Before we get to the energy news, allow me to plug the 2010 DailyKos Bracket Challenge. You don't need to be a basketball fan to play. I watch a ton of basketball, and I manage to embarass myself with my picks every year. If you want to join, look for the group named DailyKos Challenge. The password for entry is DKos 2010. With that, on to the round up.
We start off with geothermal news, as Ormat Technologies will bring geothermal power to Nevada:
The 16-megawatt (MW) Tuscarora project is in an advanced stage of development. Ormat plans to construct and operate the project, which is expected to become operational in 2012. Up to 40 MW of electricity from the project has been contracted under a 20-year power purchase agreement with Nevada Power Company, a subsidiary of NV Energy Inc.
Terms of the power purchase agreement are pending customary regulatory approval. The Tuscarora project is located on approximately 9,800 acres of land in Elko County, Nevada.
Residents of San Angelo, Texas will soon be getting an economic white knight of sorts in the form of a wind tower fabrication plant:
Clad in light industrial gray, the Martifer-Hirschfeld wind tower fabrication plant sits low to the ground in contrast to its products, which will reach to the sky trying to catch the wind. On land that was a vacant field just eight months ago, the factory is now fine-tuning specialized machinery that will be crafting the massive parts of wind towers the size of California redwoods by the third quarter of this year, the company says.
Aside from the environment benefit of the new energy source, the economic impact is sizable:
With approximately 120 employees, the Phase I operation won’t crack the top 20 employers in the county, but the jobs are expected to pay well — Martifer in 2009 said the average salary for the plant workers would be about $31,500 a year, which would make the annual payroll just under $4 million.
The plant will be 170K square feet and will employ 120 workers in phase I and 225 in phase II.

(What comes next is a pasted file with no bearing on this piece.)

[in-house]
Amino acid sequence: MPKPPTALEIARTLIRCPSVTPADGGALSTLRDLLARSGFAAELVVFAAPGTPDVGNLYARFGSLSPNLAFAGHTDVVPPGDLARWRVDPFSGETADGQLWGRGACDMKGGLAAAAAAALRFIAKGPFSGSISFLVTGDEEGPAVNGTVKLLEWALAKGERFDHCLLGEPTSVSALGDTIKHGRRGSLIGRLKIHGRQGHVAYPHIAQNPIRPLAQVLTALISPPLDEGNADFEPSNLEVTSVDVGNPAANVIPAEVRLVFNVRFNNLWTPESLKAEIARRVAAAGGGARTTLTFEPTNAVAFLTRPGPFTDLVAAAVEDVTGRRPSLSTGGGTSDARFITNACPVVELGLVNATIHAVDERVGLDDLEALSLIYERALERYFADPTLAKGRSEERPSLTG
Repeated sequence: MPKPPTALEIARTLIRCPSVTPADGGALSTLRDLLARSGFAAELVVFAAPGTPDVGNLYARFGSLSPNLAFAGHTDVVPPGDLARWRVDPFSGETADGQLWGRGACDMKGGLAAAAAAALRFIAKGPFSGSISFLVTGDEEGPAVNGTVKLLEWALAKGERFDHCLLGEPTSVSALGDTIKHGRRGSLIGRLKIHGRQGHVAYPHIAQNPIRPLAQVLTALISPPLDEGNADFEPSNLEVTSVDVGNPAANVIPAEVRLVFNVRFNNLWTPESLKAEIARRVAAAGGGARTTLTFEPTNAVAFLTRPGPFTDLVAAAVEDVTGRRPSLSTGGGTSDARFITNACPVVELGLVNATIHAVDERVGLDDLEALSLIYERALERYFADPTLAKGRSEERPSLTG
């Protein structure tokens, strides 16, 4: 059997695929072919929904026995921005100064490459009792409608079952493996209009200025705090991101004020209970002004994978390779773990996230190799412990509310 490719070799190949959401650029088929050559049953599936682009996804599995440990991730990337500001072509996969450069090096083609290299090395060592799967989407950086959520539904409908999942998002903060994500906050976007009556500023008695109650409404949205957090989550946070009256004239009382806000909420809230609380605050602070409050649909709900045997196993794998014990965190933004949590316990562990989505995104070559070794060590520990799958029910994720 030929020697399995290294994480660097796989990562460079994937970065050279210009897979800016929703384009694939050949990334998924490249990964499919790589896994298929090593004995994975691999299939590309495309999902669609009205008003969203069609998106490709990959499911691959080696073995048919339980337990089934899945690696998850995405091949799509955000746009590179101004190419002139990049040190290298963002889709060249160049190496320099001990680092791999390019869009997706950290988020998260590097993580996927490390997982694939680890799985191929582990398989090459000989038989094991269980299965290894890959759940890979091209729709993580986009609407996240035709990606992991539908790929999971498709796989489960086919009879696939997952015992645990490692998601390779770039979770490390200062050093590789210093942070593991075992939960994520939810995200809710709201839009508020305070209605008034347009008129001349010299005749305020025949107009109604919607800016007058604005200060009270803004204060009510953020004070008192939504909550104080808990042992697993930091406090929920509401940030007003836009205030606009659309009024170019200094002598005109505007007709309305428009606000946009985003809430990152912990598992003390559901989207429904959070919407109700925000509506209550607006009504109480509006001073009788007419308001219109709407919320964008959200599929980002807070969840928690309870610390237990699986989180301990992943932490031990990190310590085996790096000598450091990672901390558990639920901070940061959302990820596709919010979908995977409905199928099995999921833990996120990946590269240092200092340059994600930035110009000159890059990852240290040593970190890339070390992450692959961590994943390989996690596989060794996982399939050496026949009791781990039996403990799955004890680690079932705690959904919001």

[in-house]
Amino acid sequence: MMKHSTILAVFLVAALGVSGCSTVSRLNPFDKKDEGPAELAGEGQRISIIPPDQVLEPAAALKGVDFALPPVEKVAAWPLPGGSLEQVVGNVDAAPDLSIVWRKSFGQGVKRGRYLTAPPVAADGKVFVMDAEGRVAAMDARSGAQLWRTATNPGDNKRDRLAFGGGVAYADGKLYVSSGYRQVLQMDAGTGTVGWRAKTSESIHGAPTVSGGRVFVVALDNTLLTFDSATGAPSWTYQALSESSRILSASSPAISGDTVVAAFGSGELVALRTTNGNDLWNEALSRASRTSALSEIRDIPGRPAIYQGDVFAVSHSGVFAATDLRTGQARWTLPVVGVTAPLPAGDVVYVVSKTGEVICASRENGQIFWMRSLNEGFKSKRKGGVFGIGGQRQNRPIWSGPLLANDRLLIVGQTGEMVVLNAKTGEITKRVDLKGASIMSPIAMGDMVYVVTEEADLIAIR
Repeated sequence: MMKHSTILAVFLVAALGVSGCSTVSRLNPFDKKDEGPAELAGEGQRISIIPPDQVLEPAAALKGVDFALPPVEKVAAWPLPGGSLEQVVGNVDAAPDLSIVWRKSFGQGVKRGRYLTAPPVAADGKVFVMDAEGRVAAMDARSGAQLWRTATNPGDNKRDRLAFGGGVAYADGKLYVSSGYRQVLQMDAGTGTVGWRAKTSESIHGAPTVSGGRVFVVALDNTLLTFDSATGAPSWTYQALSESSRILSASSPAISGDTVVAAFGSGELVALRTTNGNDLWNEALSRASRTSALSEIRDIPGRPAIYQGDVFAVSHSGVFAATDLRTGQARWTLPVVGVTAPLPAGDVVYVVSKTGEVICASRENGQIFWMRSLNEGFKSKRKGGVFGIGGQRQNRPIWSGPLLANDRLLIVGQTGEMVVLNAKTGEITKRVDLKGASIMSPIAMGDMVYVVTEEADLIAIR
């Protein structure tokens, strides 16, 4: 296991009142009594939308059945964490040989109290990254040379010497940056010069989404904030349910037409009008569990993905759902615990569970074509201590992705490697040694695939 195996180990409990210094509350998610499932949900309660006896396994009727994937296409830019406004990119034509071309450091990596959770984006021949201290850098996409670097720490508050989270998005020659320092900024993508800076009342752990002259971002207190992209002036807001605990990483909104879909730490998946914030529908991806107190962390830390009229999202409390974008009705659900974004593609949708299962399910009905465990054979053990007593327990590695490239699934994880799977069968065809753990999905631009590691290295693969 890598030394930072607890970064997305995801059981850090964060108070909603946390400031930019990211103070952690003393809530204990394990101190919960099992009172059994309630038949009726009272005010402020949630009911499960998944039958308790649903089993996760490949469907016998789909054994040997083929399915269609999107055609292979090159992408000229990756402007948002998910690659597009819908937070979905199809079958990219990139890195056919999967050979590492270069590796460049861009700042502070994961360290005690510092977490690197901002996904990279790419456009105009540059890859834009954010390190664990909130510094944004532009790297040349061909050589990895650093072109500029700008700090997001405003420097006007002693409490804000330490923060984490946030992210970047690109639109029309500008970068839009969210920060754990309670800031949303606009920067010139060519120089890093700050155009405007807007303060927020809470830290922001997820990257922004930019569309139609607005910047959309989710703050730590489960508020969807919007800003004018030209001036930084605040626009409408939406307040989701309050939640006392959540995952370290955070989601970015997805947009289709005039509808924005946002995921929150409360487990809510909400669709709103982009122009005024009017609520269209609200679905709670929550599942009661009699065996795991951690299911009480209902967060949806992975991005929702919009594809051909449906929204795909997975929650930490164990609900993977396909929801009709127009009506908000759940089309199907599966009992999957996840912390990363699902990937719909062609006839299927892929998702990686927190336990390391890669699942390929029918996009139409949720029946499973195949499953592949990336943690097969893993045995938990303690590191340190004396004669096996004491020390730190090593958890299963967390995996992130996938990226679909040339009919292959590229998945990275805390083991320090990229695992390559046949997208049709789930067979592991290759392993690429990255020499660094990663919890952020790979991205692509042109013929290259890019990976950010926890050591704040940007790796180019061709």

A Colorado company, Sundrop Fuels, has developed a new way to turn biomass into synthetic fuels:
Sundrop Fuels, a startup based in Louisville, CO, says it has developed a cleaner and more efficient way to turn biomass into synthetic fuels by harnessing the intense heat of the sun to vaporize wood and crop waste. Its process can produce twice the amount of gasoline or diesel per ton of biomass compared to conventional biomass gasification systems, the company claims.
Construction on Sundrop's first commercial facility should begin this year. They plan to couple the solar gasification plant with a biorefinery that can produce up to eight million gallons of transportation fuel annually. They hope to produce 100 million gallons a year by 2015.
America's first commercial wave power farm has been launched off the coast of Oregon:
When the initial project is finished, the first $4 million dollar buoy will measure 150 feet tall by 40 feet wide, weighing 200 tons. Nine more of these crafts will be set in motion by the year 2012 for a total cost of $60 million dollars. About four hundred homes will receive electricity from Oregon’s wave power farm by the completion of the project.
Nissan has accepted 56K orders for its Leaf, a fully electric car that will not be released to mass market until 2012. Nissan plans to build half a million models globally by 2013. And as the article points out, Tesla should be worried:
Nissan’s manufacturing and buying power are already in place. The company also plans to have it’s EV on the market two years before Tesla brings its more affordable Model S to market. The Leaf will cost around $25,000, while the Model S will be priced over $50,000. When the Leaf is released, it will be in a class of one: the entry-priced electric, if you will. And in the luxury segment, Tesla will soon have the likes of Audi to contend with.
Here is a video of the Leaf in action:
One more video, an illustration of how geothermal energy works: